Virginia’s Temporary COVID-19 Benefits Assistance Programs Ending Soon

by Madison Hirneisen


Temporary benefits enacted during the COVID-19 pandemic attached to medical coverage and food assistance programs are set to end soon due to recent federal action, raising concerns from advocates about the impact the loss of additional support will have on Virginians.

The recent passing of the Consolidated Appropriations Act of 2023 and the approaching May 11 end date for the federal COVID-19 public health emergency means the expiration of temporary benefits associated with several Virginia assistance programs, according to the Virginia Department of Social Services and the Virginia Department of Medical Assistance Services.

One of the temporary provisions enacted during the pandemic coming to an end soon is continuous coverage for Medicaid, which will end March 31. During the pandemic, that provision required states to maintain Medicaid coverage throughout the pandemic and barred states from terminating coverage.

As previously reported by The Center Square, states will soon be required to return to normal processes and complete eligibility checks for the millions of Americans enrolled in Medicaid by May 2024. When these checks are completed in Virginia, the state’s Department of Medical Assistance Services estimates 14% of Medicaid enrollees will lose coverage, while an additional 4 percent will lose coverage, but re-enroll within a few months.

DMAS said in a news release this week that disenrollment in Medicaid will begin “no earlier than April 30.”

“DMAS has been preparing for this return to normal process for the past two years, and we are committed to ensuring that our members continue to receive the health coverage that they deserve,” Cheryl Roberts, DMAS director, said in a statement this week. “In partnership with our colleagues at VDSS, we are ready to help our members find the right health coverage – whether through Medicaid, the federal marketplace, or private health insurance – so that Virginians stay covered and stay healthy.”

Other benefits set to end soon include Pandemic Electronic Benefits Transfer (P-EBT), which was a federal program created in 2020 that provided free meals to eligible school-aged children to supplement meals students missed while schools were closed due to COVID-19. The final P-EBT benefits will be issued in August, the Department of Social Services announced this week.

Additionally, the expanded eligibility policy for the Supplemental Nutrition Assistance Program (SNAP) for College Students is set to end June 10. The expanded eligibility policy allowed students who were eligible to participate in work study during the school year and students who had an Expected Family Contribution of $0 to be eligible for SNAP.

Starting June 10, college students must be actively participating in a work-study program during the school year to qualify and the Expected Family Contribution provision will be removed as an eligibility parameter, according to the Department of Social Services.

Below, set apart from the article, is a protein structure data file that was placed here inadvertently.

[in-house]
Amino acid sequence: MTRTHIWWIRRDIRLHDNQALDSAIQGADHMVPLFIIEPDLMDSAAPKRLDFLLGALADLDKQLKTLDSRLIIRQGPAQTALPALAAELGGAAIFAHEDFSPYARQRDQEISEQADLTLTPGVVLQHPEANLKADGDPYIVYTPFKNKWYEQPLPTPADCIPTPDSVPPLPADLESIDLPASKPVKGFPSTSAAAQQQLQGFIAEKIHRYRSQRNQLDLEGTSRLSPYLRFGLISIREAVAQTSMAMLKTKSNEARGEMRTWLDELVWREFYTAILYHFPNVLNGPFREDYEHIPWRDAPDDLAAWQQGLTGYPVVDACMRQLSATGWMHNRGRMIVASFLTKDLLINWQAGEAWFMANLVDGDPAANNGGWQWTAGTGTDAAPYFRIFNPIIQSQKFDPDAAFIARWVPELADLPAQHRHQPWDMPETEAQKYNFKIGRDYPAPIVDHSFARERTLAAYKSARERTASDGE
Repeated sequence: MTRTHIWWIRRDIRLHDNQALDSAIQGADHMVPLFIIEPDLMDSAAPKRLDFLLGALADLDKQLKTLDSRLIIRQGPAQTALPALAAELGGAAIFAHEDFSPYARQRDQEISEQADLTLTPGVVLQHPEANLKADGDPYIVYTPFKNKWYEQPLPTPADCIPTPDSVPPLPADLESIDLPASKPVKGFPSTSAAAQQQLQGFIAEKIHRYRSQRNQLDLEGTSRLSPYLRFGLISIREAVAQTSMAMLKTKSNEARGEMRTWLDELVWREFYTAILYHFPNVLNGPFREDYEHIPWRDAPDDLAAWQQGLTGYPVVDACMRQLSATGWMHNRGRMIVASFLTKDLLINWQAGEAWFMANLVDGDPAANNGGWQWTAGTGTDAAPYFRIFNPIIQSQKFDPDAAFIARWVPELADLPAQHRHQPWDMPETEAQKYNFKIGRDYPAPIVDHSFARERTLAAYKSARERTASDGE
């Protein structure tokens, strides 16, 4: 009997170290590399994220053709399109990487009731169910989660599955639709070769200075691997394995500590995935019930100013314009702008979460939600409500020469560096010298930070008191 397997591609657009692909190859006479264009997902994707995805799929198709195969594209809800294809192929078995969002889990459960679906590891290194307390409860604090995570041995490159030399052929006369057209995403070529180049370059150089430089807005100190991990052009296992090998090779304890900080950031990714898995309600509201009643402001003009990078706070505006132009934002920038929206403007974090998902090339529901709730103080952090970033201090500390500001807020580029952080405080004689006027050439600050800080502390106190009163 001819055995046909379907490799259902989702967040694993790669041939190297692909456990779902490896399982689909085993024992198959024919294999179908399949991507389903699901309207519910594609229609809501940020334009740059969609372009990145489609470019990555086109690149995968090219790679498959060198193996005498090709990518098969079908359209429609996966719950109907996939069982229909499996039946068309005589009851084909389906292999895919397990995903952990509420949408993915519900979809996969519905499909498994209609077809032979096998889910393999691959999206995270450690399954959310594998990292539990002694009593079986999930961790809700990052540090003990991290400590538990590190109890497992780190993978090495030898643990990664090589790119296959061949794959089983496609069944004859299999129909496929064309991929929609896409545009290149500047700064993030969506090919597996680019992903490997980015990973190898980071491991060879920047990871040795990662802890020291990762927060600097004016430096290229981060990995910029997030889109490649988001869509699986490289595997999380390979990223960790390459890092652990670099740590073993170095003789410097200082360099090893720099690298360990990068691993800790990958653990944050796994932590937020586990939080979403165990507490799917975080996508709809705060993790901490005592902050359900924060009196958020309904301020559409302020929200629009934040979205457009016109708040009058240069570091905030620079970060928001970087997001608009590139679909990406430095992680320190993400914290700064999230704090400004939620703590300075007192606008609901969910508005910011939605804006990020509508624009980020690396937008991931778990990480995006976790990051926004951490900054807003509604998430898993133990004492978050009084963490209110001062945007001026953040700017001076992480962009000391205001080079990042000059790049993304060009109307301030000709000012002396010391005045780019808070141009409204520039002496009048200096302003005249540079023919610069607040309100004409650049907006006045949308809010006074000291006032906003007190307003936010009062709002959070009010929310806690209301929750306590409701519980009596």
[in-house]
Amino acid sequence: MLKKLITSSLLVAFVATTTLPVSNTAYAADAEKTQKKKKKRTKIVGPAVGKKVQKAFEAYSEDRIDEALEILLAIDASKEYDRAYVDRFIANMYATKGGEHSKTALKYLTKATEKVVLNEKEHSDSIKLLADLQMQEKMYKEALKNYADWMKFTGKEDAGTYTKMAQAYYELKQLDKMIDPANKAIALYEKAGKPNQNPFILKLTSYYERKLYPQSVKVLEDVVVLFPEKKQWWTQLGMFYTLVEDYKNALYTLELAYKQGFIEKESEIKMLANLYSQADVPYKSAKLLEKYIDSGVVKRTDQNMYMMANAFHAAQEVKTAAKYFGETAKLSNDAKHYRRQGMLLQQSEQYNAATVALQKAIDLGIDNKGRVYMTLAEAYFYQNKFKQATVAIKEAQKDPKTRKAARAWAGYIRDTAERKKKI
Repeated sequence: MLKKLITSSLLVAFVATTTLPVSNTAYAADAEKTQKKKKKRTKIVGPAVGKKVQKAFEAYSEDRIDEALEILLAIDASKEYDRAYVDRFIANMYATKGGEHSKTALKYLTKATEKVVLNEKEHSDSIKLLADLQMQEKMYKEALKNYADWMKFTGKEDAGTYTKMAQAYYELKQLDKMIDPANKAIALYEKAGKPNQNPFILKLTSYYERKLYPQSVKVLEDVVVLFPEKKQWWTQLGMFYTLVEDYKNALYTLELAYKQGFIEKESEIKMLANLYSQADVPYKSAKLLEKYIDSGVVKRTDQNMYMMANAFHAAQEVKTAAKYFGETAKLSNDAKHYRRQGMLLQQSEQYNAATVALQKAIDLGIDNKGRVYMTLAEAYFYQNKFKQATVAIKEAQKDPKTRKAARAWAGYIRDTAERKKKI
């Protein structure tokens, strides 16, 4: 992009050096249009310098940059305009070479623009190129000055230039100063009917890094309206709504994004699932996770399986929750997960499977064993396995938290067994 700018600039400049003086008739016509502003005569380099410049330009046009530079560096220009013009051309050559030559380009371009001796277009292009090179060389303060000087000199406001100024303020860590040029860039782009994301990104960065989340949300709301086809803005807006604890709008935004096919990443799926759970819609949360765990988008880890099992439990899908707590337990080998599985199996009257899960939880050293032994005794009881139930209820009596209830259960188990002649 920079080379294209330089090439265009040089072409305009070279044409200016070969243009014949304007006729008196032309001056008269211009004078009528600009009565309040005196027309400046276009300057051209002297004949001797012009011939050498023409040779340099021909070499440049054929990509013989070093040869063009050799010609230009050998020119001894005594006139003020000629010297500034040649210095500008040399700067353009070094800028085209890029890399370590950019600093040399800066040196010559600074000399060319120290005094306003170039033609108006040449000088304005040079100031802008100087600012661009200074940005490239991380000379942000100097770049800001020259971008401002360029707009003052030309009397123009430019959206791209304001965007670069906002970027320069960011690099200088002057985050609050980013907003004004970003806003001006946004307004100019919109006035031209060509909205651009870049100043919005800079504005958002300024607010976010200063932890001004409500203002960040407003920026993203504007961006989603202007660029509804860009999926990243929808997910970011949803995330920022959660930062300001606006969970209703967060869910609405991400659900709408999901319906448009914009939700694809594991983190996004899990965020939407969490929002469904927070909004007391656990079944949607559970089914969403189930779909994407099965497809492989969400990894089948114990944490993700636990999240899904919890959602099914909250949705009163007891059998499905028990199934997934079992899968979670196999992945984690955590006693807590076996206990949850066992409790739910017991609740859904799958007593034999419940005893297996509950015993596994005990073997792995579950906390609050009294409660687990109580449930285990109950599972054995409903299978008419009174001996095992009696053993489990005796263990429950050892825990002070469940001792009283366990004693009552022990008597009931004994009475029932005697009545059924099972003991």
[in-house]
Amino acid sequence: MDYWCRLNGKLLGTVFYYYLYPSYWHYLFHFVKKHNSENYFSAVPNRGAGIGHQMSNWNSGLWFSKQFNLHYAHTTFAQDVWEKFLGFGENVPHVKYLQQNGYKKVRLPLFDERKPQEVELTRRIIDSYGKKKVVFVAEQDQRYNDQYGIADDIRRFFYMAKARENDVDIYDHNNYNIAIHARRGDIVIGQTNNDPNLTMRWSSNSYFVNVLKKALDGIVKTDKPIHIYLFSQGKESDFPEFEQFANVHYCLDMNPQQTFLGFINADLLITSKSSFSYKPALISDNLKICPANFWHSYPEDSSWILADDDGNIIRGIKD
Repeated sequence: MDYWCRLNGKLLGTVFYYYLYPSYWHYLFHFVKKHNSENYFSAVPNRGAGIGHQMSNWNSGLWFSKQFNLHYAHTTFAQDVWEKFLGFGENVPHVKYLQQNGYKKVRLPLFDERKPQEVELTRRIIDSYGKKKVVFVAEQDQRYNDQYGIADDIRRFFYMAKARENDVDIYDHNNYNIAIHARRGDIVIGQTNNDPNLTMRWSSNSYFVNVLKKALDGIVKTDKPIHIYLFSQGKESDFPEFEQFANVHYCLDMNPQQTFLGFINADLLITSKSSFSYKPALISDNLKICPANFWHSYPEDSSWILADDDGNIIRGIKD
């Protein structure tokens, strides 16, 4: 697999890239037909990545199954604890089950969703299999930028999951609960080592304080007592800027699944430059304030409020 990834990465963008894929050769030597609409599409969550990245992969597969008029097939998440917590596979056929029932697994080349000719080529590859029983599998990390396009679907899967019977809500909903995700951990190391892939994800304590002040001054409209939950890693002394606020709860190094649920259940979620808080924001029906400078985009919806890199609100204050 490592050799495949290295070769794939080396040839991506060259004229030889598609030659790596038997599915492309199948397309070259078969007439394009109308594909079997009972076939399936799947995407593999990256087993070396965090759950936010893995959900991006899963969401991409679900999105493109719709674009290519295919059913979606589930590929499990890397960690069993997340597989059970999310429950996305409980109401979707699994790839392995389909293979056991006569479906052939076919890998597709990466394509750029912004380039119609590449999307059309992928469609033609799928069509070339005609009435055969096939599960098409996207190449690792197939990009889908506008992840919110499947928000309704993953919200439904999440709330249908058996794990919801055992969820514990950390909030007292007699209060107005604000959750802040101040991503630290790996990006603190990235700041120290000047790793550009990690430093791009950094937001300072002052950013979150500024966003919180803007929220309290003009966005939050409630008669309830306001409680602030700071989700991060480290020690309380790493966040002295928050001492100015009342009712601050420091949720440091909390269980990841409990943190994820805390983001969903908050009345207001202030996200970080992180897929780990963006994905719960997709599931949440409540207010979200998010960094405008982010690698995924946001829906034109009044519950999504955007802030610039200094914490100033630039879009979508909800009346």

On top of that, March 1 marked the end of SNAP Emergency Allotments, meaning tens of thousands of Virginia households saw their total SNAP benefit cut.

During the pandemic, SNAP Emergency Allotments were a temporary benefit enacted to raise a participant household’s monthly benefit to the maximum allowed based on household size rather than based on income, according to the Department of Social Services. Now that emergency allotments are ending, the SNAP cuts are estimated to impact more than 470,000 households in Virginia and participants are expected to see their benefits decrease by $82 per month on average, according to the Food Research and Action Center.

The end of the temporary benefits for these assistance programs and others has raised concern among advocates, who fear the loss of the temporary benefits will result in gaps of insurance coverage for families when continuous coverage for Medicaid ends and a “hunger cliff” due to the end of SNAP Emergency Allotments.

“We are concerned about the loss of these additional supports,” Sara Cariano, a senior health policy analyst with the Virginia Poverty Law Center, wrote in an email to The Center Square. “They have provided critical access to nutrition and families will now have a more difficult time putting food on their tables.”

Both DSS and DMAS are encouraging individuals currently receiving assistance through these programs to verify their contact information to ensure prompt notice of upcoming changes. Information can be verified or updated by visiting CommonhelpCover Virginia or a nearby Local Department of Social Services online.

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Madison Hirneisen is a staff reporter covering Virginia and Maryland for The Center Square. Madison previously covered California for The Center Square out of Los Angeles, but recently relocated to the DC area.



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